by Shannon Foreman | Jul 6, 2018
Tokelahoma, where the weed comes sweeping down the plains!
If you haven’t heard about SQ 788, here is a rundown:
It’s a medical marijuana bill for Oklahoma (simply put). So far, SQ 788 passed but we still have until the end of this month for final words from the legislation. That means Oklahoma will be the 30th state to legalize medical marijuana! Per the bill, a person can legally possess 3 ounces of flower on their person, have 6 mature marijuana plants, 6 seedling plants, 1 ounce of concentrate, 72 ounces of edibles, and possess up to 8 ounces of cannabis in their residence (section 1 subsection A). Sounds reasonable right? Well, here is the kicker. If you're caught with weed and haven't gone through the medical license process (but you can still show that you have a medical condition), it’s a misdemeanor offense with a fine not to exceed $400 (Section 1 Subsection B).
Now, according to section 1 subsection D of SQ 788, the medical marijuana license will be valid for two years, and the fee will be $100. If you are on Medicaid, Medicare, or SoonerCare (Oklahoma based state insurance) the application fee will be $20. It also states that the Oklahoma State Department of Health shall publish an application that is on their website, in an easy to find location. No seriously, that’s almost verbatim what it says. Now according to section 1 subsection E, it recognizes other states' medical marijuana licenses. So, if you are a med patient here in Colorado, you can take a trip to the good ole’ south and still get your medication.
Something that really caught my eye is Section 1 subsection K. A caregiver license will be made available for qualified caregivers of a medical marijuana patient. This would give the caregiver the same rights as the MMJ license holder. The criteria doesn't seem too crazy: proof of the MMJ license status and homebound status, that they are the designated caregiver of the MMJ patient, and of course, they must be 18.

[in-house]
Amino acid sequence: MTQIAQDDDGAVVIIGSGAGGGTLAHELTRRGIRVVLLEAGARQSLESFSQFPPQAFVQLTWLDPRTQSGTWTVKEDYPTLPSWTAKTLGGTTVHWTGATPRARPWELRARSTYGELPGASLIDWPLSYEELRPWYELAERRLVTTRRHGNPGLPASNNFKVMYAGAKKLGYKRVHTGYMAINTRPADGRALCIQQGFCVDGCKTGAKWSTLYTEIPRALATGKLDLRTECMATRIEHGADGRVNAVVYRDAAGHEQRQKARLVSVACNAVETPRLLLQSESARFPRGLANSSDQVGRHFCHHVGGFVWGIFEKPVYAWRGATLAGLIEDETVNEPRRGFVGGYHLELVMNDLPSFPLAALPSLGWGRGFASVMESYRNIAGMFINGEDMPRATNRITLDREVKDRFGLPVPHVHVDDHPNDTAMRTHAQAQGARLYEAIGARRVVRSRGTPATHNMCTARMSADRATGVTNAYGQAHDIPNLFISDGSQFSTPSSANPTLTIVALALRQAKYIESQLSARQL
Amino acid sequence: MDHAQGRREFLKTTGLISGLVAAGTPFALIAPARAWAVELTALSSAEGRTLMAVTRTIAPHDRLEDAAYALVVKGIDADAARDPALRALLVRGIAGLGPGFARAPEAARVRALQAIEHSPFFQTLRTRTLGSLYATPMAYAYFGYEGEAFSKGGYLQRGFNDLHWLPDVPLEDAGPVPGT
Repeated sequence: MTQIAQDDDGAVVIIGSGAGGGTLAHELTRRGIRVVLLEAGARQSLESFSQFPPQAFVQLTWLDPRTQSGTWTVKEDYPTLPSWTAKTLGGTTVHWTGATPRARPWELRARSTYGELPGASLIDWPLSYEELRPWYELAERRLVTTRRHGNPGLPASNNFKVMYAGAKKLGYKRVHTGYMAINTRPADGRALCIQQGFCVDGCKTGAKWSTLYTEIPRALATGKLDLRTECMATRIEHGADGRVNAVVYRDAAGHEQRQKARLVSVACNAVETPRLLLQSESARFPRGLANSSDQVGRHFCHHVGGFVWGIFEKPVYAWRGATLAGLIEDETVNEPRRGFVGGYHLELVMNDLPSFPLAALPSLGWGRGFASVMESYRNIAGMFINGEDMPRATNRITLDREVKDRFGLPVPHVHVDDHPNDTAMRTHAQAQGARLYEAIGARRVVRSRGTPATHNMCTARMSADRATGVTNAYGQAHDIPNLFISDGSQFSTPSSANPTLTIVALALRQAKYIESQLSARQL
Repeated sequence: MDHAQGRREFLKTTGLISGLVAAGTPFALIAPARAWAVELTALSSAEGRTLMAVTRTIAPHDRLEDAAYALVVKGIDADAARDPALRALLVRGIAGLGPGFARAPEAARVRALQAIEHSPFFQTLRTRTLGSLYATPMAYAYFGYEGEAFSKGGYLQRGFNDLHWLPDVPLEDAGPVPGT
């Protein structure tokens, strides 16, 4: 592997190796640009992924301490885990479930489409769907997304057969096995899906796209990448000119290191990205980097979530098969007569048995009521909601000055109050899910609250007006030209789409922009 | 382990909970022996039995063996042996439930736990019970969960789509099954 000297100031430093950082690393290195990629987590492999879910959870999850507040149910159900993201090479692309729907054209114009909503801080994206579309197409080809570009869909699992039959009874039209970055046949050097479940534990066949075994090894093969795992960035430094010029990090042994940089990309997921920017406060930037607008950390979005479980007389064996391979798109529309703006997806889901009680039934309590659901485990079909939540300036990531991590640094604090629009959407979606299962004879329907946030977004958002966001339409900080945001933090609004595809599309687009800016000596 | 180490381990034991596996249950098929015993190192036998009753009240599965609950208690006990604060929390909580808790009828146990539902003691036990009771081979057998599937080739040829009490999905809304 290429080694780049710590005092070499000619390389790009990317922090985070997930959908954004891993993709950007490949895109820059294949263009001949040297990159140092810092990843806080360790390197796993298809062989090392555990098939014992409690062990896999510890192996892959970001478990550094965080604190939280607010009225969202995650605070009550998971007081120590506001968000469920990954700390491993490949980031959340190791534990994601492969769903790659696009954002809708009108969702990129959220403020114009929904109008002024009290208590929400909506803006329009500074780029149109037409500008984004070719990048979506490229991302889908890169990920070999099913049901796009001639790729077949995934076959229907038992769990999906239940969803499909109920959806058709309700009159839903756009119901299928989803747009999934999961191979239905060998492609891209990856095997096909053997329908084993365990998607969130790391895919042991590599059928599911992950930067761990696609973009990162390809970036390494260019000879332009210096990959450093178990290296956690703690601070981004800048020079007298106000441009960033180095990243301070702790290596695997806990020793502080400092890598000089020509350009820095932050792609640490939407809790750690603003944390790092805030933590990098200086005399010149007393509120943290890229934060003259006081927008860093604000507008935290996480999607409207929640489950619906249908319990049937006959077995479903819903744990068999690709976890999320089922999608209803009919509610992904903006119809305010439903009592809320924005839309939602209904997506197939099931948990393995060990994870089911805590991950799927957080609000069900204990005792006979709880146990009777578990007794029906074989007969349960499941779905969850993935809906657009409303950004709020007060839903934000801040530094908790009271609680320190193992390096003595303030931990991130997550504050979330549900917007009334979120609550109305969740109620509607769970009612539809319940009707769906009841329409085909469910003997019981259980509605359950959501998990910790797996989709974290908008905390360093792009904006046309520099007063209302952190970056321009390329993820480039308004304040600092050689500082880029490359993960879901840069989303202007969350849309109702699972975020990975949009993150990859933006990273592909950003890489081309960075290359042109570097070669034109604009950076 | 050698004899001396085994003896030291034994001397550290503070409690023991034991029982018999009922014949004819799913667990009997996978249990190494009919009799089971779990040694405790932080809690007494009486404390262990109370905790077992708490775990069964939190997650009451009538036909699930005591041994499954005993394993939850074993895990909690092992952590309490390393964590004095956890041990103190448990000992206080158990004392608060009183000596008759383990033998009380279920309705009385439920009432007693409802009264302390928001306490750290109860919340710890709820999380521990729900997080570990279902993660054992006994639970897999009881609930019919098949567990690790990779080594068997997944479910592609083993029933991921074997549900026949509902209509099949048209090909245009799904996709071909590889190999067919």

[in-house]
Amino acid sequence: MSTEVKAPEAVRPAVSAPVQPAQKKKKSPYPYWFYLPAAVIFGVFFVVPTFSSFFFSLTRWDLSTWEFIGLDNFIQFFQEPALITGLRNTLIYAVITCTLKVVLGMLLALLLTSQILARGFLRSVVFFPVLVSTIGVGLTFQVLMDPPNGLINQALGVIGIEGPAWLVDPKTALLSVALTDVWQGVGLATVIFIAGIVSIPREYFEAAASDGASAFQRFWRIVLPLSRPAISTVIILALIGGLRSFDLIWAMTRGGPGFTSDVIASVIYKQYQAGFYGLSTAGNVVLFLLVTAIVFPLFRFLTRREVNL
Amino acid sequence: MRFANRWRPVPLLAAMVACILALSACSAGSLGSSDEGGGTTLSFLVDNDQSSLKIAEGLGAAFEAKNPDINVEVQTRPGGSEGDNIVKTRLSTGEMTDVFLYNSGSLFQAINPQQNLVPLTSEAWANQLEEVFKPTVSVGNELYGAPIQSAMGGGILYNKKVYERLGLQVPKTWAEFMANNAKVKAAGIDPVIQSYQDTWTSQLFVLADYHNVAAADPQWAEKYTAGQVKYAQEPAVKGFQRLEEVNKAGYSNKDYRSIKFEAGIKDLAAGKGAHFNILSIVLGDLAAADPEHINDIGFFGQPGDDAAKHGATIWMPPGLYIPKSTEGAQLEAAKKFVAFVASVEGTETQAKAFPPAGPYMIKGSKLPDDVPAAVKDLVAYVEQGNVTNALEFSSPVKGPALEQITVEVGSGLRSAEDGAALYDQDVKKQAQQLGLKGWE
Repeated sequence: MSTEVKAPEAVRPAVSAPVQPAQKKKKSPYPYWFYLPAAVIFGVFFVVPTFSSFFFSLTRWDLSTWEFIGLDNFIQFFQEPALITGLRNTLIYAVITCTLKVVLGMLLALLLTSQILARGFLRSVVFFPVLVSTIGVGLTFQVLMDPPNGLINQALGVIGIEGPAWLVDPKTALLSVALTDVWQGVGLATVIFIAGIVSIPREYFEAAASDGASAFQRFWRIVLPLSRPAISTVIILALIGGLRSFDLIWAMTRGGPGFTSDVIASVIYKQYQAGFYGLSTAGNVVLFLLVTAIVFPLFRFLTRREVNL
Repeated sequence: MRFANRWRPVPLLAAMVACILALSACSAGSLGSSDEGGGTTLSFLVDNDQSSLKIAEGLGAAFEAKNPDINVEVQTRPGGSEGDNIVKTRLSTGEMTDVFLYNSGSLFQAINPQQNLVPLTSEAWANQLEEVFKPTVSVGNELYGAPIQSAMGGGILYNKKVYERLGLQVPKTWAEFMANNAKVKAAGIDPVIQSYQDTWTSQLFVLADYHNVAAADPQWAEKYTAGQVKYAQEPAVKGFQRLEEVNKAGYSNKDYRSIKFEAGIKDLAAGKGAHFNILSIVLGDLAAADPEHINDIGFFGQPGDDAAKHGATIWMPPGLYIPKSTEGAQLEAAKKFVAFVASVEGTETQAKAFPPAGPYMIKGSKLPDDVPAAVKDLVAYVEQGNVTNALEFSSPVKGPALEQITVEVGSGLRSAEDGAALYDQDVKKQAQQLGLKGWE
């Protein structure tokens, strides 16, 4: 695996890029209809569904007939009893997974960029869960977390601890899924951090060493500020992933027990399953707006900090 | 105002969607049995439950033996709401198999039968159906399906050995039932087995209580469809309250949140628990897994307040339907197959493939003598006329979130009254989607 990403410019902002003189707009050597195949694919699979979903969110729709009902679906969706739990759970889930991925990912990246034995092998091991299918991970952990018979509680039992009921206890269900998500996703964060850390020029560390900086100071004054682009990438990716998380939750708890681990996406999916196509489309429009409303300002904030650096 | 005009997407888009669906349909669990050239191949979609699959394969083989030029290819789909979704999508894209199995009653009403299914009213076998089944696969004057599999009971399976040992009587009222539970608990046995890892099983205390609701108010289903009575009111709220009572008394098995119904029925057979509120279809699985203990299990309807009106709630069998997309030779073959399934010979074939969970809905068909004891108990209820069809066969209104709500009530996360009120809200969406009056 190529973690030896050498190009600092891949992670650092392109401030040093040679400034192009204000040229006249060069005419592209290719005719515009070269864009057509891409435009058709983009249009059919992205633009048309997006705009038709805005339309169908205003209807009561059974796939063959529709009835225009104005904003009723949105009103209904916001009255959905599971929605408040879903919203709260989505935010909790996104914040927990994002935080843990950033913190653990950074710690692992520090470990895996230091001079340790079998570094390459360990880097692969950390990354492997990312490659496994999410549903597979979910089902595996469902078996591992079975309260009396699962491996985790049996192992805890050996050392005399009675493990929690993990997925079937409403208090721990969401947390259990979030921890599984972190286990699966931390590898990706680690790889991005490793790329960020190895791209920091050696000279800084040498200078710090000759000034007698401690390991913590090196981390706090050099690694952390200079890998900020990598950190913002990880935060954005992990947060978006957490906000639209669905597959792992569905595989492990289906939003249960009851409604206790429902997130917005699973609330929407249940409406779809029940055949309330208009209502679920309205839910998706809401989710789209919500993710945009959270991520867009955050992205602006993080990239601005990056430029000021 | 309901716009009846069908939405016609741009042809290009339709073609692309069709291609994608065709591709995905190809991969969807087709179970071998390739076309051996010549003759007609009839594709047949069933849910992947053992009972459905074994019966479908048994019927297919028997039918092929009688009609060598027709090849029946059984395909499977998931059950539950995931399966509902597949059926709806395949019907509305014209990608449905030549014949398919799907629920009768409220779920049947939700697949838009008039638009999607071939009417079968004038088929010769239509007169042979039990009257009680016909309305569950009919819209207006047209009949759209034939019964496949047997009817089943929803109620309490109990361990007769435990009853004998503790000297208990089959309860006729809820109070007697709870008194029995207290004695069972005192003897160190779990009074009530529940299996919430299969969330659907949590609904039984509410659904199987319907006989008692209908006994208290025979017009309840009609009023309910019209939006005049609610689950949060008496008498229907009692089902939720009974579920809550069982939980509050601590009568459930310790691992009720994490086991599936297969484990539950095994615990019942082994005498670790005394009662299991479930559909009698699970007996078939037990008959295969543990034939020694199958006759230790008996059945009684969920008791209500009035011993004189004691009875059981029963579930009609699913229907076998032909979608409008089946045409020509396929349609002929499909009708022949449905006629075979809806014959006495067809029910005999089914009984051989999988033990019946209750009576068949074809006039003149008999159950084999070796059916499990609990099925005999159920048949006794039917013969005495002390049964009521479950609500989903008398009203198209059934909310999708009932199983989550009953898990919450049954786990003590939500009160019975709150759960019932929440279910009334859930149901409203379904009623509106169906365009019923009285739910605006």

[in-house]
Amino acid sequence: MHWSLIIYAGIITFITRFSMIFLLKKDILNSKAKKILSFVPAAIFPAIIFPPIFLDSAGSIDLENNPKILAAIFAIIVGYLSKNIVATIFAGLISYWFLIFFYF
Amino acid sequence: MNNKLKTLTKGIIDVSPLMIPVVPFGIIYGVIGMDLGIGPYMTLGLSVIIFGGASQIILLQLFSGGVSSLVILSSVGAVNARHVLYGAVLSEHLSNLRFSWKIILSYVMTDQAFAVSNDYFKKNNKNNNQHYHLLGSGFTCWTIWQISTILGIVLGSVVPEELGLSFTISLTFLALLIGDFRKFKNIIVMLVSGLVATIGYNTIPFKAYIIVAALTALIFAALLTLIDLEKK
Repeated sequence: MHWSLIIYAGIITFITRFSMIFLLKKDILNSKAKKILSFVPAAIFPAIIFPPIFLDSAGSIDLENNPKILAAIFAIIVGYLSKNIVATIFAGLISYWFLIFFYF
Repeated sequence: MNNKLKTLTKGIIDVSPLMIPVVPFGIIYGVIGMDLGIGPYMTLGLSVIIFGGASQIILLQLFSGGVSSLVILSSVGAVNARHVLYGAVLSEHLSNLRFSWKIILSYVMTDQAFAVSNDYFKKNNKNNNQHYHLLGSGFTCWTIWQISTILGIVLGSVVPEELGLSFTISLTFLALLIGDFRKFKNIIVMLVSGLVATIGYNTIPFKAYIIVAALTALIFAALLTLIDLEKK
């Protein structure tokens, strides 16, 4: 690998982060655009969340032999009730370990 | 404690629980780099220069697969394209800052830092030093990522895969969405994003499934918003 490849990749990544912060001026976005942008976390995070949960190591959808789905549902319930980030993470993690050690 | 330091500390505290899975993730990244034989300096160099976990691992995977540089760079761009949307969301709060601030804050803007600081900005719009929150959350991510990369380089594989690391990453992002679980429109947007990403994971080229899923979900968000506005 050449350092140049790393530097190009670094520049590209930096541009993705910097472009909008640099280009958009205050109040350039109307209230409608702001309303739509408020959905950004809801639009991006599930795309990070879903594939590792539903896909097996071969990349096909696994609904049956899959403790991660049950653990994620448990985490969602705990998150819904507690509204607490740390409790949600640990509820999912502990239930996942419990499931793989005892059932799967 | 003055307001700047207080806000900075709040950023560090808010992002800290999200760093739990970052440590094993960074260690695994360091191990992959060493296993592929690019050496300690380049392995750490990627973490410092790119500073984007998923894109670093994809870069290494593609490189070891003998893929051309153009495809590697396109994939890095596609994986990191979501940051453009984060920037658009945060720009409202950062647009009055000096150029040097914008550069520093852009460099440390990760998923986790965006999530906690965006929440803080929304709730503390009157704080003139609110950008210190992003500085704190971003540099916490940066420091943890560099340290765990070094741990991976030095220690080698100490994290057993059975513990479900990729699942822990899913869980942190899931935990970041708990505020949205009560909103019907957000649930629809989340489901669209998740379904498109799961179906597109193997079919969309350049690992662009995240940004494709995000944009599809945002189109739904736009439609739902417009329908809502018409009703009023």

Let’s skip to Oklahoma patients. All applicants must be 18 or older, but there are exceptions. If two physicians both agree and sign that the patient would be positively affected by medical marijuana and the applicant's parent or legal guardian signs off on it, then a minor can get his/her Medical Marijuana License (section 1 subsection L).
If you're over 18, you just need one signature by an Oklahoma Board Certified Physician. There are NO underlying conditions. “A medical marijuana license must be recommended according to the accepted standards a reasonable and prudent physician would follow when recommending or approving any medication," (Section 1 subsection M). This leaves the decision mainly up to the doctor.
After you have all your paperwork done and sent to the Oklahoma Health Department, they will mail an approval or rejection letter (which also states why you were rejected) within 14 days of receiving the application. If you're approved, you'll receive the license in the mail (Section 1 subsection I).
I think this bill is lax but effective. I’m excited for the patients that can get the medicine they need legally. I’m excited about the economic and employment benefits. The current unemployment rate in Oklahoma is 4%, as of March, 2018. Let’s hope this opens up job opportunities!